April 25, 2024

Federal, State, and Canada Updates

Federal Update

Pregnant Workers Fairness Act (PWFA)

The big news this week is the release of the final regulations by the Equal Employment Opportunity Commission (EEOC) for the PWFA – you can read all 400+ pages here. The final rule and interpretive guidance is effective June 18, 2024. Here are some of the key changes in the final regulations as compared to the proposed regulations:

  • Accommodation requests may be made not only for physical and mental conditions originating during pregnancy, but also for pregnancy-related conditions. This includes existing conditions that are episodic in nature, such as morning sickness. It also includes existing conditions that are exacerbated by and therefore related to pregnancy or childbirth such as and not limited to high blood pressure, anxiety, carpal tunnel syndrome, menstruation, or infertility treatment.
  • A “known limitation” means the employee or the employee’s representative has communicated to the employer about the limitation. “Limitation” means a physical or mental condition related to, affected by, or arising out of pregnancy, childbirth, or related medical condition. “Physical or mental” condition is an impediment or problem that may be modest, minor, and/or episodic.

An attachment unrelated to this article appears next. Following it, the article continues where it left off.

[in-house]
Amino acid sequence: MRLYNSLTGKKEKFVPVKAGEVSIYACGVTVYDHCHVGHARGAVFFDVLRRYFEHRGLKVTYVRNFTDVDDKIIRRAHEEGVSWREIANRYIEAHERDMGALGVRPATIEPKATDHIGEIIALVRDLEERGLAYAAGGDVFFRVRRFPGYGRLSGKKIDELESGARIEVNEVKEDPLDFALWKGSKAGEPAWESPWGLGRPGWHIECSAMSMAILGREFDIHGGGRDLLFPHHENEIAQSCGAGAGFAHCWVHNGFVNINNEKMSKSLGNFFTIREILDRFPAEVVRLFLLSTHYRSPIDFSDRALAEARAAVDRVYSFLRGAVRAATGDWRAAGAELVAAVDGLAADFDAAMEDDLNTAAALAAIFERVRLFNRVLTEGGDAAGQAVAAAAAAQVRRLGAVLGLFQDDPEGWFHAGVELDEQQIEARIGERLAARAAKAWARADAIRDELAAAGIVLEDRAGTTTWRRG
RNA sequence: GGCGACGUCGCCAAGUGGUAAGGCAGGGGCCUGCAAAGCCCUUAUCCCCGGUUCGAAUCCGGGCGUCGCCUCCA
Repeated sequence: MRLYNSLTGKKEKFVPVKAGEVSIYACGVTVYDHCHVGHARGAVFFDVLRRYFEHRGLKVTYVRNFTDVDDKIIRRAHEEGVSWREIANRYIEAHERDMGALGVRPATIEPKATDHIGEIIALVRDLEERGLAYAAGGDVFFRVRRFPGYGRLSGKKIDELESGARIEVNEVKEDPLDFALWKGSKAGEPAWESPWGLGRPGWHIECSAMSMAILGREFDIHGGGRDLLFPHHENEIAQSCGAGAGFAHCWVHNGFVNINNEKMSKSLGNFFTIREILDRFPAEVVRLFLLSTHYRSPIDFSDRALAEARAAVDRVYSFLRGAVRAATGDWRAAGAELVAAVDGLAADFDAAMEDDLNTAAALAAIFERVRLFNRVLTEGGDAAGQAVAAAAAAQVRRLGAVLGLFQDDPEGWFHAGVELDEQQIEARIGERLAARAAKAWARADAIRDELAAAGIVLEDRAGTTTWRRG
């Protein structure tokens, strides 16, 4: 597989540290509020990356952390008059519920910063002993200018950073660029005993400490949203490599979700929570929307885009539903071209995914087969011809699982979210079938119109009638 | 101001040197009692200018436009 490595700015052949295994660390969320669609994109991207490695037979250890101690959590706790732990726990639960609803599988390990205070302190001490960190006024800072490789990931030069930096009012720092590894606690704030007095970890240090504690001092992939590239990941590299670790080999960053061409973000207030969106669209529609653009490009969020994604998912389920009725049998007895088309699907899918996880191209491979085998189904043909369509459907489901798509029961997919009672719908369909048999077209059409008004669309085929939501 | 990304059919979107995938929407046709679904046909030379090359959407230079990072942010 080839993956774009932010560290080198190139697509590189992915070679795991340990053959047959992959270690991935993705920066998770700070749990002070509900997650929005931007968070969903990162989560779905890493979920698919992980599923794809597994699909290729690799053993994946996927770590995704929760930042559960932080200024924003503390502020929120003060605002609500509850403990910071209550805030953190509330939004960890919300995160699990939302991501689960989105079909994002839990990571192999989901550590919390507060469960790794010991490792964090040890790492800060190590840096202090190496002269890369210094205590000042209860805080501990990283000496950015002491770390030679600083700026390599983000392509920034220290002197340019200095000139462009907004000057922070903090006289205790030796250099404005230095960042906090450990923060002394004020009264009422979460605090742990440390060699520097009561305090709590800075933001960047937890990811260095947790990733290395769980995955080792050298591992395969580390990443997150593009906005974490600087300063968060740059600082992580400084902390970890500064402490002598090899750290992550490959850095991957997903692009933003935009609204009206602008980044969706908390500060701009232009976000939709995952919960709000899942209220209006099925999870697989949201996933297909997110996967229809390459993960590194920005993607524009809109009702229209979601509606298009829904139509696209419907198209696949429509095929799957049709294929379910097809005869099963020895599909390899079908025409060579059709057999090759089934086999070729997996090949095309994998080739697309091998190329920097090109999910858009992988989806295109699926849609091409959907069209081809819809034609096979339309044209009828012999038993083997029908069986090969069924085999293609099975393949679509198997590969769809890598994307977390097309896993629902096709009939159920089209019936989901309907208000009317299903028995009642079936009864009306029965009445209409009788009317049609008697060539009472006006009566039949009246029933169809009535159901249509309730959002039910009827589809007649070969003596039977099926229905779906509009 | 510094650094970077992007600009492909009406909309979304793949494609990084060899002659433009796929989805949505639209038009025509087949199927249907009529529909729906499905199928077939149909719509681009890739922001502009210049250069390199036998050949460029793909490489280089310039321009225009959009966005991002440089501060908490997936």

• A reasonable accommodation under PWFA may include and is not limited to removing one or more essential job functions, temporarily and for the near future. The EEOC has described “temporary” and in the “near future” to mean that a temporary accommodation for a pregnancy or related condition may generally last for up to 40 weeks. It is possible for each new accommodation request under PWFA to be eligible for a new 40 weeks of time. For instance, a pregnant employee requests and is approved for accommodation under PWFA during the pregnancy. Following childbirth, they experience a new limitation and request a new accommodation for it. This new limitation is eligible for up to 40 weeks of temporary accommodation.